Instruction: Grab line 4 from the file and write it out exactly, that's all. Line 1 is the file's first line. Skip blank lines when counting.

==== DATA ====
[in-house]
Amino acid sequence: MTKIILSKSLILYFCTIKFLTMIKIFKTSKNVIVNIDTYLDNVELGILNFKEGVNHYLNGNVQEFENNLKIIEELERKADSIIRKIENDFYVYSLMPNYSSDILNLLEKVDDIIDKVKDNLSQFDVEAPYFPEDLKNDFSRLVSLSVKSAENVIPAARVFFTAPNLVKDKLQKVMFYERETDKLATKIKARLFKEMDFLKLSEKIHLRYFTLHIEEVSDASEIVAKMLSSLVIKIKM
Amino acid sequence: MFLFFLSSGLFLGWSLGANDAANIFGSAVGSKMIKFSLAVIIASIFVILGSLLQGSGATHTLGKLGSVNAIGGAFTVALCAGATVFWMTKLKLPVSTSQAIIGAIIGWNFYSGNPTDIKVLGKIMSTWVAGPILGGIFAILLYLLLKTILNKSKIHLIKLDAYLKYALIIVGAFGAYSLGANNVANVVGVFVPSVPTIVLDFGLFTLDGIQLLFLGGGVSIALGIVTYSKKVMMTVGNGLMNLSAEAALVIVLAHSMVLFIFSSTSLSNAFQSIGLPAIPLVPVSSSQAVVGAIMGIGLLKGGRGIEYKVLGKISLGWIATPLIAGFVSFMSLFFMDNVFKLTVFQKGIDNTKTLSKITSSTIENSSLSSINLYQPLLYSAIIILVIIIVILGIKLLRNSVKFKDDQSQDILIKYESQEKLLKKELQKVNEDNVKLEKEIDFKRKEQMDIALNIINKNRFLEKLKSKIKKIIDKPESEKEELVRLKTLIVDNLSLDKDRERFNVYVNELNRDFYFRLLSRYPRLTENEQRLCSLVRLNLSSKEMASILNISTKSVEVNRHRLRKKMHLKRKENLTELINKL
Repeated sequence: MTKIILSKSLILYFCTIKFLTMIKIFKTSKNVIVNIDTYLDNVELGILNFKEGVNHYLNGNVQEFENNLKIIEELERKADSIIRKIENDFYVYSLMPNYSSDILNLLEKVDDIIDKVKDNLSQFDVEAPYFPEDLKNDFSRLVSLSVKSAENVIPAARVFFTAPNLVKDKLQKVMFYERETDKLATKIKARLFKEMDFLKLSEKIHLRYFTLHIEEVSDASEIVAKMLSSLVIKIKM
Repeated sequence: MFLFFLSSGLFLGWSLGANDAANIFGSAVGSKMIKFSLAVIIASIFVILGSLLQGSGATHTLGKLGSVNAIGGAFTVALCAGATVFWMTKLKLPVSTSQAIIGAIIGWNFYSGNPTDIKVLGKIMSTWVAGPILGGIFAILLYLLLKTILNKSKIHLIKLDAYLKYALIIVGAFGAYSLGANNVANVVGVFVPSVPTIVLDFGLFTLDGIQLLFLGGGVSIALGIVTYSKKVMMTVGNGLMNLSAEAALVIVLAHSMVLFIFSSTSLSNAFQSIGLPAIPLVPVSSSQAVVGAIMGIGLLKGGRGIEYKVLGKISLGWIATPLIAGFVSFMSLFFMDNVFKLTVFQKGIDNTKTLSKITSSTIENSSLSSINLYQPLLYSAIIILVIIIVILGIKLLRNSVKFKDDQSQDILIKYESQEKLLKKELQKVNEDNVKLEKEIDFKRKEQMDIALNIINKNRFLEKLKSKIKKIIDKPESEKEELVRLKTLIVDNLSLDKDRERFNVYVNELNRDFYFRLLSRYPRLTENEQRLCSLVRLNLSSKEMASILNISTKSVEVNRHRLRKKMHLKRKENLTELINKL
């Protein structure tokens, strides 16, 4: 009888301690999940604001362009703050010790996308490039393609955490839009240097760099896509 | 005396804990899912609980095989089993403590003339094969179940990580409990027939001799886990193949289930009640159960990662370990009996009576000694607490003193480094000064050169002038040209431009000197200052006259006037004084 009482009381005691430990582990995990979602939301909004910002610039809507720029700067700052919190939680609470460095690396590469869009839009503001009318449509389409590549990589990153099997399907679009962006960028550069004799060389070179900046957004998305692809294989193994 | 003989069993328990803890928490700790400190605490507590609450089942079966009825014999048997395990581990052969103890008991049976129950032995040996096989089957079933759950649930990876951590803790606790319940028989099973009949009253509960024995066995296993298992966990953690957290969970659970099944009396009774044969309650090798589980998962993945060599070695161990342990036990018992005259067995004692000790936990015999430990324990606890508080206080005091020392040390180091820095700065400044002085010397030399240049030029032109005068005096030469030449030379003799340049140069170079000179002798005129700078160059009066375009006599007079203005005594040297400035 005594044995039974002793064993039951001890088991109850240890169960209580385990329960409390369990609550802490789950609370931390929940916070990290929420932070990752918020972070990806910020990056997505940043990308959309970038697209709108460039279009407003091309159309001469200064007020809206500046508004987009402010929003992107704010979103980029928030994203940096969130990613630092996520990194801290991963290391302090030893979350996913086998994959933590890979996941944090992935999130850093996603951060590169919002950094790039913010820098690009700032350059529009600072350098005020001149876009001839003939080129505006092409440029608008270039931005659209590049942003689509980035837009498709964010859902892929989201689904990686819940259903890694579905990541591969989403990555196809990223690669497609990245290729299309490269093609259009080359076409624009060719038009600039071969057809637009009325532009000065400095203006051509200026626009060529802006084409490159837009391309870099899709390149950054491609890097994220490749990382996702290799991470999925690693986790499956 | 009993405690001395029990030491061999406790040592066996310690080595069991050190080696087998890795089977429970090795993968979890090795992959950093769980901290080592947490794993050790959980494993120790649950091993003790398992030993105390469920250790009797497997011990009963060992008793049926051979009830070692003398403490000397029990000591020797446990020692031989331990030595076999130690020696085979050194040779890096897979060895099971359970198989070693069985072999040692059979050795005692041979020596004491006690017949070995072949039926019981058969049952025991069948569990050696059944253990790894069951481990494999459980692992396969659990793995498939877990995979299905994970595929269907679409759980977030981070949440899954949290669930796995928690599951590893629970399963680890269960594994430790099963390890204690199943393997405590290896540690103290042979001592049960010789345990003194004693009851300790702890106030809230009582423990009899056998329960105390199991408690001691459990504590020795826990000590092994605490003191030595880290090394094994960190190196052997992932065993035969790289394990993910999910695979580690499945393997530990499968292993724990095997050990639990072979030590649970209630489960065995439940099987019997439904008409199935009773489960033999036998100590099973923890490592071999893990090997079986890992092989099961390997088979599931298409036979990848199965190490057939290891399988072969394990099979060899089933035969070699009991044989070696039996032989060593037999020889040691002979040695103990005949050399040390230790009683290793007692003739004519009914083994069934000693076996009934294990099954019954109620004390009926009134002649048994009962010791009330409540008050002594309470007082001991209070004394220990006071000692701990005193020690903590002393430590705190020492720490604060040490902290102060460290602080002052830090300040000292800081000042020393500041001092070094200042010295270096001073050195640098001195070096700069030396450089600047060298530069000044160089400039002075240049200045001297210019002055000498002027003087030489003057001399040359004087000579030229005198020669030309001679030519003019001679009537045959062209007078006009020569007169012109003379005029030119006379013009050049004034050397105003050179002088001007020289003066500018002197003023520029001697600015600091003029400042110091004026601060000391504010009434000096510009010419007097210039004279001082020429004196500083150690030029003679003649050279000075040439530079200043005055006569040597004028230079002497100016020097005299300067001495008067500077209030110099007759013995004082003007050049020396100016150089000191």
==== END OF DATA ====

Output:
Repeated sequence: MTKIILSKSLILYFCTIKFLTMIKIFKTSKNVIVNIDTYLDNVELGILNFKEGVNHYLNGNVQEFENNLKIIEELERKADSIIRKIENDFYVYSLMPNYSSDILNLLEKVDDIIDKVKDNLSQFDVEAPYFPEDLKNDFSRLVSLSVKSAENVIPAARVFFTAPNLVKDKLQKVMFYERETDKLATKIKARLFKEMDFLKLSEKIHLRYFTLHIEEVSDASEIVAKMLSSLVIKIKM